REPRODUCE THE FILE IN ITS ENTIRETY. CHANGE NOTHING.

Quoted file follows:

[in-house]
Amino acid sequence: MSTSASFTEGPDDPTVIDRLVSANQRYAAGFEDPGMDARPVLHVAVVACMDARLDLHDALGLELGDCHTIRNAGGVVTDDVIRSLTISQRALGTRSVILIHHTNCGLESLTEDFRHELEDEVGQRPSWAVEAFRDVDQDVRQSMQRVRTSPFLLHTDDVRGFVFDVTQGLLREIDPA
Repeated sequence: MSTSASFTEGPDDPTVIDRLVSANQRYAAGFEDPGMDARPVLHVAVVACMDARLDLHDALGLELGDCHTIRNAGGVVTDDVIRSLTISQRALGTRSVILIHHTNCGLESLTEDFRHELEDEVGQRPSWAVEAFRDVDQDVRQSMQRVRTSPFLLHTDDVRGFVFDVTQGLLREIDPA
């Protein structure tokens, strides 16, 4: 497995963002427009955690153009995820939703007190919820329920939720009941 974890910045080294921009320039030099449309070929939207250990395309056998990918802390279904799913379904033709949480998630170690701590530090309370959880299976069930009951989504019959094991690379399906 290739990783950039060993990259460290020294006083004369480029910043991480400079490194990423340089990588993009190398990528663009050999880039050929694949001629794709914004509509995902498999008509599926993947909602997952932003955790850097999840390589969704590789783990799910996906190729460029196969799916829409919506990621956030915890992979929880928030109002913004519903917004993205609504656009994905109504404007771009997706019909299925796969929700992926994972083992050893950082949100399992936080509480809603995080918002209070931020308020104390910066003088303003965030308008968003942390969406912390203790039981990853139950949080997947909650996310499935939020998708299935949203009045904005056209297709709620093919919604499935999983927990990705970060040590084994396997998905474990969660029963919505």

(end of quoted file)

[in-house]
Amino acid sequence: MSTSASFTEGPDDPTVIDRLVSANQRYAAGFEDPGMDARPVLHVAVVACMDARLDLHDALGLELGDCHTIRNAGGVVTDDVIRSLTISQRALGTRSVILIHHTNCGLESLTEDFRHELEDEVGQRPSWAVEAFRDVDQDVRQSMQRVRTSPFLLHTDDVRGFVFDVTQGLLREIDPA
Repeated sequence: MSTSASFTEGPDDPTVIDRLVSANQRYAAGFEDPGMDARPVLHVAVVACMDARLDLHDALGLELGDCHTIRNAGGVVTDDVIRSLTISQRALGTRSVILIHHTNCGLESLTEDFRHELEDEVGQRPSWAVEAFRDVDQDVRQSMQRVRTSPFLLHTDDVRGFVFDVTQGLLREIDPA
């Protein structure tokens, strides 16, 4: 497995963002427009955690153009995820939703007190919820329920939720009941 974890910045080294921009320039030099449309070929939207250990395309056998990918802390279904799913379904033709949480998630170690701590530090309370959880299976069930009951989504019959094991690379399906 290739990783950039060993990259460290020294006083004369480029910043991480400079490194990423340089990588993009190398990528663009050999880039050929694949001629794709914004509509995902498999008509599926993947909602997952932003955790850097999840390589969704590789783990799910996906190729460029196969799916829409919506990621956030915890992979929880928030109002913004519903917004993205609504656009994905109504404007771009997706019909299925796969929700992926994972083992050893950082949100399992936080509480809603995080918002209070931020308020104390910066003088303003965030308008968003942390969406912390203790039981990853139950949080997947909650996310499935939020998708299935949203009045904005056209297709709620093919919604499935999983927990990705970060040590084994396997998905474990969660029963919505």